Senator IAN CAMPBELL —The longest serving Manger of Government Business in the history of the Commonwealth; that is right. In 1990 the Senate, in its wisdom—and I mean that quite sincerely—made a conscious decision to send more of the legislative work off to committees. I was part of that decision, I expect, although I was not part of the deliberations leading up to it because I only arrived here in May 1990. It was thought that committees could do a lot of a lot of the work that was otherwise done in the Committee of the Whole—the investigation of amendments, going out to the community, getting interest groups to come in. In the Committee of the Whole, the community groups can really only communicate with you via fax, smoke signals and telephone calls. In 1990 facsimiles were relatively new technology, I suspect.

The Senate decided to give up Friday sitting days. We certainly sat on Fridays when I first got here in May 1990. I think we then stopped sitting on Fridays and called Fridays `committee days'. We were all told that we were not meant to go home on Fridays—that the Senate would effectively break up into committees, to which legislation could be referred, and that these committees would meet and hold hearings on Fridays, generally in Canberra and generally over a day, and interest groups would come in. From time to time committees would go to other capitals on those Fridays and other days—

Senator Knowles —Very rarely.

Senator IAN CAMPBELL —As Senator Knowles says, quite rarely. The Senate made a decision to sacrifice a sitting day to create a committee day. If we take the partisanship and the name calling out of the debate and ask how the Senate has evolved in the time since 1990, when that decision was made, a lot more work is done in committees. A lot more scrutiny of legislation takes place in those committees. That sometimes frustrates the government. We do not like committees that sit for 35 weeks looking into a piece of legislation. I do not think anyone can say that is thorough consideration of legislation. It is nothing other than a form of obstruction and delaying the vote of the Senate.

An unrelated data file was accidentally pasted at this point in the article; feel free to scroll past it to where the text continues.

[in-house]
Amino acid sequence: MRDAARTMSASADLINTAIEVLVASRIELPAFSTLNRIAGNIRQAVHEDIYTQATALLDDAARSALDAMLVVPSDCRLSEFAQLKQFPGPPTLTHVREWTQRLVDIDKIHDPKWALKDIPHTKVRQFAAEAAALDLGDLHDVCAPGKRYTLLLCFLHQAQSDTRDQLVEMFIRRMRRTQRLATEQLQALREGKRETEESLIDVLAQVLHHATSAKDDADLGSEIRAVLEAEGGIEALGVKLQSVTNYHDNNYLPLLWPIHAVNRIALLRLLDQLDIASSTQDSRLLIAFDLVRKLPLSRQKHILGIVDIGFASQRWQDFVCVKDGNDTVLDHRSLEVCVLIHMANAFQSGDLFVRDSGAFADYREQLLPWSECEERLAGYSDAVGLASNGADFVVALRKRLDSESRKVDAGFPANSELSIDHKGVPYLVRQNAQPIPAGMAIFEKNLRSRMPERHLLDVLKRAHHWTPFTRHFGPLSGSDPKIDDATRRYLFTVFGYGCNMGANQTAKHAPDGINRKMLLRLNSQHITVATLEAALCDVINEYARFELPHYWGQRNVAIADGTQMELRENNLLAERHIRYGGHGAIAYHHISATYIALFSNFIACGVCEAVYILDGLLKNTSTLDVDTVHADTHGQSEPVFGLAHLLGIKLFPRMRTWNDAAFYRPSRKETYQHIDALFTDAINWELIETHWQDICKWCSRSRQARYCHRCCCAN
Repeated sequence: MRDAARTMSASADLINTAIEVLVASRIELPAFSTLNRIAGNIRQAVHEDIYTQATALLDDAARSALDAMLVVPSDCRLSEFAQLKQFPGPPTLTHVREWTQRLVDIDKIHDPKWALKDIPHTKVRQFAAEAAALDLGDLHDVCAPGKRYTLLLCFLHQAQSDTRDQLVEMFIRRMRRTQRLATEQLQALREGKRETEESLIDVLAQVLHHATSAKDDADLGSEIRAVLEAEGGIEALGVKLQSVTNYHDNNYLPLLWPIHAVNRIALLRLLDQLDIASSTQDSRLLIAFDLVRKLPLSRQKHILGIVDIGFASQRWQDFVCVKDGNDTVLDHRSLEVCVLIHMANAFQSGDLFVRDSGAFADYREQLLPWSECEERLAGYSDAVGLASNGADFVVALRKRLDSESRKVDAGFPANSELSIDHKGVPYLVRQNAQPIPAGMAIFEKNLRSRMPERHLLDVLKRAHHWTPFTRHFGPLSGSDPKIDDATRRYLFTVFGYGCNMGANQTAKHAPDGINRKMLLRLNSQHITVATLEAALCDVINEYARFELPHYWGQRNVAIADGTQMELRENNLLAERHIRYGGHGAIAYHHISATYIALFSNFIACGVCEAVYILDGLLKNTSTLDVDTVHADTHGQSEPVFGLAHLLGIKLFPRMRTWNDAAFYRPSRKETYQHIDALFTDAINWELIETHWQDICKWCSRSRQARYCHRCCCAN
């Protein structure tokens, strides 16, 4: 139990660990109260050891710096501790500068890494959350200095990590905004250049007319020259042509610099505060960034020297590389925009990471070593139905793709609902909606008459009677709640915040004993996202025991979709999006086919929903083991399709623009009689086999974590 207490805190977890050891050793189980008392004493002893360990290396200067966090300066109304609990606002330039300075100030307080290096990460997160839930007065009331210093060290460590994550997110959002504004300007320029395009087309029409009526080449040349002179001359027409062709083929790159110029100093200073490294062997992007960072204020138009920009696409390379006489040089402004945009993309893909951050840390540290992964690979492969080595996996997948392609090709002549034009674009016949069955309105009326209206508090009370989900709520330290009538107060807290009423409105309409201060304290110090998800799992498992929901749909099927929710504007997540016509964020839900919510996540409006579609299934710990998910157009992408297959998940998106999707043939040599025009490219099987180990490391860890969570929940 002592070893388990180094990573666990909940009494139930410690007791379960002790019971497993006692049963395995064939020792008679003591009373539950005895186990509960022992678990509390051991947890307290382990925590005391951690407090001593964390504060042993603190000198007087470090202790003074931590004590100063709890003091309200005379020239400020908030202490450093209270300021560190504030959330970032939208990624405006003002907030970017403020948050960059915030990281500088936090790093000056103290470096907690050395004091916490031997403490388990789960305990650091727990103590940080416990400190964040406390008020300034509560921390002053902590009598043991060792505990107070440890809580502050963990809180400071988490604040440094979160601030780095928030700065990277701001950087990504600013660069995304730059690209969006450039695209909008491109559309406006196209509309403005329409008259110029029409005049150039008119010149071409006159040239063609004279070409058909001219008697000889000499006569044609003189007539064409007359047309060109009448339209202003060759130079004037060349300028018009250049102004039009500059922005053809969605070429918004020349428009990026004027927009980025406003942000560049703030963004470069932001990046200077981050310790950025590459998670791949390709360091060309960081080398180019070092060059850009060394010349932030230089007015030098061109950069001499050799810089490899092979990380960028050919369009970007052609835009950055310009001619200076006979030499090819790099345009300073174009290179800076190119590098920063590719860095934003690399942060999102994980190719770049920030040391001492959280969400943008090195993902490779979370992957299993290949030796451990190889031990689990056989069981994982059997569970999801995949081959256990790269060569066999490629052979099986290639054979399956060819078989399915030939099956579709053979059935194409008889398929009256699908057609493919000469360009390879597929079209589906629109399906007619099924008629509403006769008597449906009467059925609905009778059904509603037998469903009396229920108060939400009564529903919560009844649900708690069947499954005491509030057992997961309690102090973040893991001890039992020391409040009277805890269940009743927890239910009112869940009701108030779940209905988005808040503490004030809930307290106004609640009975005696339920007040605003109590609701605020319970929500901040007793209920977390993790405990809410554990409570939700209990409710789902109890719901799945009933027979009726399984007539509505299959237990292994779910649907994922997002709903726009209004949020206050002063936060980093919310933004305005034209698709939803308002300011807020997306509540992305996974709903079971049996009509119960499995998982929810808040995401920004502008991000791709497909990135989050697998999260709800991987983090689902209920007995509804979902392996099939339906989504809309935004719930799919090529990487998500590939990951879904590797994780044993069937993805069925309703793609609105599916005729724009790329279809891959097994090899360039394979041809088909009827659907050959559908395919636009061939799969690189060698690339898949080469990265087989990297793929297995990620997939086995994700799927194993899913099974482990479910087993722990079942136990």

As I have said in the days since the election—as someone with experience as Manager of Government Business for over eight years—the government will continue to ensure that Senate committees can scrutinise legislation, but if we have a say in how long those bills are before committees, we would want to see a reasonable hearing. Some bills will take four weeks or five weeks to be properly scrutinised and there is a legitimate case for committees moving around capital cities for some legislation. I think it was Senator Ellison, the new Manager of Government Business—whom I congratulate on his appointment—who led the push, with a number of other coalition senators and with Christabel Chamarette, to have the native title legislation and the land fund legislation scrutinised around the country. It is entirely appropriate, when you are passing laws that affect Aboriginal communities around the country, that you travel to those communities and take evidence from them—something the Labor Party never did when it was in government. It did not talk to the Aboriginals. It created legislation and then said, `This is how it is going to be.'

We chose, as an opposition in the Senate, to go around and communicate with Aboriginals. That is an appropriate thing, and the coalition will not stand in the way of that, but we will stand in the way of 35-week inquiries into Medicare legislation or building and construction legislation. Thirty-five-week delays in committees are totally outrageous. If I have any influence on how we conduct ourselves when we have a majority, then we will certainly ensure that the Senate committee system is respected and upheld and fulfils its historic role as an appropriate, sensible and sound reviewer of legislation and recommender of improvements and amendments. That works well. As Senator Knowles will remember and as you will remember, Mr Acting Deputy President Ferguson, as the committee workload expanded, as the number of bills going to committees expanded and as the time for those inquiries expanded, the time spent in deliberation in the Committee of the Whole did not contract. In fact, it got longer, as well.

Senator Knowles —It did originally.